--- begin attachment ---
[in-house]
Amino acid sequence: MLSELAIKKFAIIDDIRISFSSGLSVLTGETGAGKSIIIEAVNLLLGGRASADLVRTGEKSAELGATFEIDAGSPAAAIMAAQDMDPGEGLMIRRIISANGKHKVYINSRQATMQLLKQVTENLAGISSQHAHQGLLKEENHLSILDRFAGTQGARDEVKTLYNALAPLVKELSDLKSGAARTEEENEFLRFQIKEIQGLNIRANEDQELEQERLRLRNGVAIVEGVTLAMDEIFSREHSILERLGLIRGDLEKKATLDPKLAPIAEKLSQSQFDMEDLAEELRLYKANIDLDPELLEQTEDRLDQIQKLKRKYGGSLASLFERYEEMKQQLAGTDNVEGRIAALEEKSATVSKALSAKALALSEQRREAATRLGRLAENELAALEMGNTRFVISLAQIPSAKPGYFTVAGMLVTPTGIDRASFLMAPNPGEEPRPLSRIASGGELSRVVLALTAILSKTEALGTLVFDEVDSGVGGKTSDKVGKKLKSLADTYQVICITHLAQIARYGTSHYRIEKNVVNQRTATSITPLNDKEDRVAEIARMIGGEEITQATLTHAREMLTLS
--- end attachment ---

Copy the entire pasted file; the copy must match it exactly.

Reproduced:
[in-house]
Amino acid sequence: MLSELAIKKFAIIDDIRISFSSGLSVLTGETGAGKSIIIEAVNLLLGGRASADLVRTGEKSAELGATFEIDAGSPAAAIMAAQDMDPGEGLMIRRIISANGKHKVYINSRQATMQLLKQVTENLAGISSQHAHQGLLKEENHLSILDRFAGTQGARDEVKTLYNALAPLVKELSDLKSGAARTEEENEFLRFQIKEIQGLNIRANEDQELEQERLRLRNGVAIVEGVTLAMDEIFSREHSILERLGLIRGDLEKKATLDPKLAPIAEKLSQSQFDMEDLAEELRLYKANIDLDPELLEQTEDRLDQIQKLKRKYGGSLASLFERYEEMKQQLAGTDNVEGRIAALEEKSATVSKALSAKALALSEQRREAATRLGRLAENELAALEMGNTRFVISLAQIPSAKPGYFTVAGMLVTPTGIDRASFLMAPNPGEEPRPLSRIASGGELSRVVLALTAILSKTEALGTLVFDEVDSGVGGKTSDKVGKKLKSLADTYQVICITHLAQIARYGTSHYRIEKNVVNQRTATSITPLNDKEDRVAEIARMIGGEEITQATLTHAREMLTLS